It sounds like to me that even if we get these teachers for 2 years, we are lucky. The fact that we are keeping a lot of them for more than 2 years is even more exciting. I say to the district, let's bring more in and work on offering them pathways to keep them in the district.

DISD Teacher
DISD Teacher

I completely agree with your post.

I would caution that relying on principal feedback is sketchy only bc of this:  what principal is going to be negative about TFA when it is clear the trustees want TFA?  

In any organization, only the people who cheer the party line will be promoted.  

Instead, we need to measure objective data to assess any teacher's effectiveness.

I'm positive TFA teachers' test data would be good enough to stand alone without principal testimonials and CEIs.  TFA does a great job of lasering in on the very issues that trip up new teachers.  TFA also closely monitors their teachers; they seem genuinely concerned about the quality of instruction.

We just need to cut the budget elsewhere.  

Frank
Frank

Perhaps with this data, the annual debate over this contract will end.  TFA teachers just want to teach.  They don't want to be treated any differently and just want to serve their kids.  Annual debates like this only create friction between TFA teachers and non-TFA teachers.  Good teachers are good teachers, period.  Let's do what we can to retain all good teachers, regardless of how they were sourced.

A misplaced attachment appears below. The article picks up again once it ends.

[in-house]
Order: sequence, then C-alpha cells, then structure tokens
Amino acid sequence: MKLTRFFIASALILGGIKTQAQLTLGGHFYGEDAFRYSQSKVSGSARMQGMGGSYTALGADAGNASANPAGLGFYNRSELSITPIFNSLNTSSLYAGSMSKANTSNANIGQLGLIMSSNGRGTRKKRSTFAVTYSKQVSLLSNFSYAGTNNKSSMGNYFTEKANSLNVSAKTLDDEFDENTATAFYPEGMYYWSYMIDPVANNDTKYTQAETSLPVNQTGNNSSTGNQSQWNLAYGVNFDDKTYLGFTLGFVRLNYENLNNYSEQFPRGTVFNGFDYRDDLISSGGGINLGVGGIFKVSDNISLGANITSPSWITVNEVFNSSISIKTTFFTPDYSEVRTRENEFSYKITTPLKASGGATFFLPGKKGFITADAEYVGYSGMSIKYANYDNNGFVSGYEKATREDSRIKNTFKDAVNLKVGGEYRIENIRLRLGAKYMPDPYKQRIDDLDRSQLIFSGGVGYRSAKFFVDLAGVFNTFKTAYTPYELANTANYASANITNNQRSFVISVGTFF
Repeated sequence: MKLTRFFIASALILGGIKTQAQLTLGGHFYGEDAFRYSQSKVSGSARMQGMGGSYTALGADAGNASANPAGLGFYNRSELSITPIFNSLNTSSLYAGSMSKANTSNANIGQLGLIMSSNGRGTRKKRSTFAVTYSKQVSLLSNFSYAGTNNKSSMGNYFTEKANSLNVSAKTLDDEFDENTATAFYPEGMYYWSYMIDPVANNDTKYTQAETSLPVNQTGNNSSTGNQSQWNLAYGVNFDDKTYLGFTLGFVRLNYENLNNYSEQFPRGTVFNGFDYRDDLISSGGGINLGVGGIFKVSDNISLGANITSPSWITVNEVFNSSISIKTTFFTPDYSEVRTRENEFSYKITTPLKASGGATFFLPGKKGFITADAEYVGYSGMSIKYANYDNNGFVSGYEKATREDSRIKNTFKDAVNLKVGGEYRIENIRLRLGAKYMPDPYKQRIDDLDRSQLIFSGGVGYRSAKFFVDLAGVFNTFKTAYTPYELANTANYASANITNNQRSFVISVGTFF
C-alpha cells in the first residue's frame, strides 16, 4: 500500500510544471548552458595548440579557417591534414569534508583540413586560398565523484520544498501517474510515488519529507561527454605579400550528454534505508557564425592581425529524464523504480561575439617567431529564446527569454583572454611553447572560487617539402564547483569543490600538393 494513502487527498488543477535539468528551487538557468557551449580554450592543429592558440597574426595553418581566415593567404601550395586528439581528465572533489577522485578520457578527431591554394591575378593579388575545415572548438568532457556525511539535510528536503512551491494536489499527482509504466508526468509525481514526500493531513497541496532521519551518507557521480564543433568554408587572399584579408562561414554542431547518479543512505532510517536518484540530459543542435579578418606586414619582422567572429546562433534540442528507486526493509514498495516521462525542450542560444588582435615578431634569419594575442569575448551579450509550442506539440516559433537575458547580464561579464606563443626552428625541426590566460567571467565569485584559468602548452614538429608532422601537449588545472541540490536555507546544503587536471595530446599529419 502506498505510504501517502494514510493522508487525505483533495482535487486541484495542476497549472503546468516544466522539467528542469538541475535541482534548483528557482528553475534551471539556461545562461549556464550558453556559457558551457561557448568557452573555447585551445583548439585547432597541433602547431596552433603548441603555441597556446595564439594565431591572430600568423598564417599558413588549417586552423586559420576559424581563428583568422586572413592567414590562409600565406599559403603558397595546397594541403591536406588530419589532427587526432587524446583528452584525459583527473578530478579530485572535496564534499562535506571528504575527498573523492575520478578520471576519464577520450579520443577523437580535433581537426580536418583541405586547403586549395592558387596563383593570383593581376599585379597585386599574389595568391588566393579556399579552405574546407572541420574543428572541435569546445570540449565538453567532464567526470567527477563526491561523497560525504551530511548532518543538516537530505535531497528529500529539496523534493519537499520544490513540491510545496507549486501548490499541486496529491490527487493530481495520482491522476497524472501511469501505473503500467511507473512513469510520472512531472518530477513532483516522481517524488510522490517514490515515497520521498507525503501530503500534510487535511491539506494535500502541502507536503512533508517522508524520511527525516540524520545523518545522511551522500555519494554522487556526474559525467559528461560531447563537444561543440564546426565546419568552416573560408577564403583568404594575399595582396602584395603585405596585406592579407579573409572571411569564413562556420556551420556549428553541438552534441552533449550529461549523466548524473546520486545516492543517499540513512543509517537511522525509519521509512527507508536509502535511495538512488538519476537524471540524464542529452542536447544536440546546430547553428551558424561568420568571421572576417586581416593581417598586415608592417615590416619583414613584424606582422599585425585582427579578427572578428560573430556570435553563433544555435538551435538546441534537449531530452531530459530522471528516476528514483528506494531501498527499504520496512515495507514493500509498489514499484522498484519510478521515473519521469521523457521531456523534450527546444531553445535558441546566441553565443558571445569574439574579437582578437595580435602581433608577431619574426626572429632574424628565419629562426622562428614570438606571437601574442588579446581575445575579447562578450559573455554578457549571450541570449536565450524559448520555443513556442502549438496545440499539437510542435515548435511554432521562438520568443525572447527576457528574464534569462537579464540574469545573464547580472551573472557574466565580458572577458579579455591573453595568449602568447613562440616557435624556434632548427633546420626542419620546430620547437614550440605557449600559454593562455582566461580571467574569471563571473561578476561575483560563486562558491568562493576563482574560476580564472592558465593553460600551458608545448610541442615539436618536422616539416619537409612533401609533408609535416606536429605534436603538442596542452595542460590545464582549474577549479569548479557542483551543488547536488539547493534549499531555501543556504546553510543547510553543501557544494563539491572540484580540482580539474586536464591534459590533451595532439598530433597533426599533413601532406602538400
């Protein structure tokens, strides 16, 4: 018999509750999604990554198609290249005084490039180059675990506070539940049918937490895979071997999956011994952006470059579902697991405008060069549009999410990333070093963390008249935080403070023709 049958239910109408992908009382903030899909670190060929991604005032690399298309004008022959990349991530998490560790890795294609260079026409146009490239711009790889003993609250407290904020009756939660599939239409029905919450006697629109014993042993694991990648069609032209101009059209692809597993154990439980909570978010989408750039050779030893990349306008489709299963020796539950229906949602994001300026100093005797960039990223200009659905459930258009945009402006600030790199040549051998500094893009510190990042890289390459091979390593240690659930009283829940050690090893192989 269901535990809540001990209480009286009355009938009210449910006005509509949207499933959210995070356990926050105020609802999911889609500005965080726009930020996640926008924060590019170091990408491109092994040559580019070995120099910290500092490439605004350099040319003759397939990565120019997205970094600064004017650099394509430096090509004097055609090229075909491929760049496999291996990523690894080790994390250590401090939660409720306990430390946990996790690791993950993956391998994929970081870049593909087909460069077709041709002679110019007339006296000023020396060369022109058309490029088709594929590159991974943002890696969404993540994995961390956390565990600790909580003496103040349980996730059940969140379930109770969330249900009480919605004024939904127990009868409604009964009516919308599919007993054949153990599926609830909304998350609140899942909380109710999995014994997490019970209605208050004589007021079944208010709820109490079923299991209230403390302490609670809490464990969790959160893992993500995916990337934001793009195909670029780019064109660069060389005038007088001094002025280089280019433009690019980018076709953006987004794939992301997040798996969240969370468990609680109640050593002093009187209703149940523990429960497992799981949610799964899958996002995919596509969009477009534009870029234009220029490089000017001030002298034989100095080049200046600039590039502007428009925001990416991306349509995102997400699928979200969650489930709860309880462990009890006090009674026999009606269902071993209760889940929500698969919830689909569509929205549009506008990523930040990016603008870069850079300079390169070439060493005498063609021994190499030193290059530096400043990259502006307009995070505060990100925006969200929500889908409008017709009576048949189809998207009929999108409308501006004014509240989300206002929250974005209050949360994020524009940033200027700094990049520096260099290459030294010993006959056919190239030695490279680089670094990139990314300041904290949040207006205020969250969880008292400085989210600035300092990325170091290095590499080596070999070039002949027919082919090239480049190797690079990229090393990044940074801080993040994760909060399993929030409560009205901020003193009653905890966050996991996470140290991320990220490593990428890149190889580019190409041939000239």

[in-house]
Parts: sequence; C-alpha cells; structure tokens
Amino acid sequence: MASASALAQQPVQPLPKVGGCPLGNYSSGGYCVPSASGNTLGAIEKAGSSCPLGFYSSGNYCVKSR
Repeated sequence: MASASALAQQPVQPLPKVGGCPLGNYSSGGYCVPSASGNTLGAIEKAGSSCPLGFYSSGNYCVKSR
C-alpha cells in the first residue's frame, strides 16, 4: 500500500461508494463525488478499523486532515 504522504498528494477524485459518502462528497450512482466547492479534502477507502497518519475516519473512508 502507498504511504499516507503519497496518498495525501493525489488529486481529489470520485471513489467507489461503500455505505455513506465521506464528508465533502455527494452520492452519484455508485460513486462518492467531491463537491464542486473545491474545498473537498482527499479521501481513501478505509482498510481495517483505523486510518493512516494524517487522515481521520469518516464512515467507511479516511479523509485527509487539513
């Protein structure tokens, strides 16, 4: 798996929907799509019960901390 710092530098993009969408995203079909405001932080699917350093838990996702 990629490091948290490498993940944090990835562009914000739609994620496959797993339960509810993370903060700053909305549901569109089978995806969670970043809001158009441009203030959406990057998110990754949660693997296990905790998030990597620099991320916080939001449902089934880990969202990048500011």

Bill Holston
Bill Holston

"outperformed other 1st year teachers in Mathematics and Science in the district."but would they have out performed experienced teachers, like some of the ones that took early buy outs? We should keep one eye on performance and the other on retaining teachers. Teaching, like any other profession requires in the trenches experience.

DISD Teacher
DISD Teacher

Wise point, Bill.

All new teachers are assigned to veteran mentor teachers who often, especially in math and science, have to teach the new teacher not only the way the school works but also the math and science content.The problem comes in when TFA teachers are treated like campus gods with little or no regard given to good veteran teachers or non-TFA teachers who work equally hard and are equally good. 

In their zealousness to impress the trustees, principals can really offend their "career" teachers who truly do shoulder a lot of the burden only to be ignored when the media shows up.  

It's wrong to treat anyone that way.DISD has a long history of treating teachers badly, which ultimately affects students.

TFA is great, but a balance including respect and appreciation for excellent veteran teachers would go a long way or we are going to become a district of 2-year teachers who are applying for graduate school their second year instead of keeping up the quality of teaching the kids deserve.

Oak Cliff Townie
Oak Cliff Townie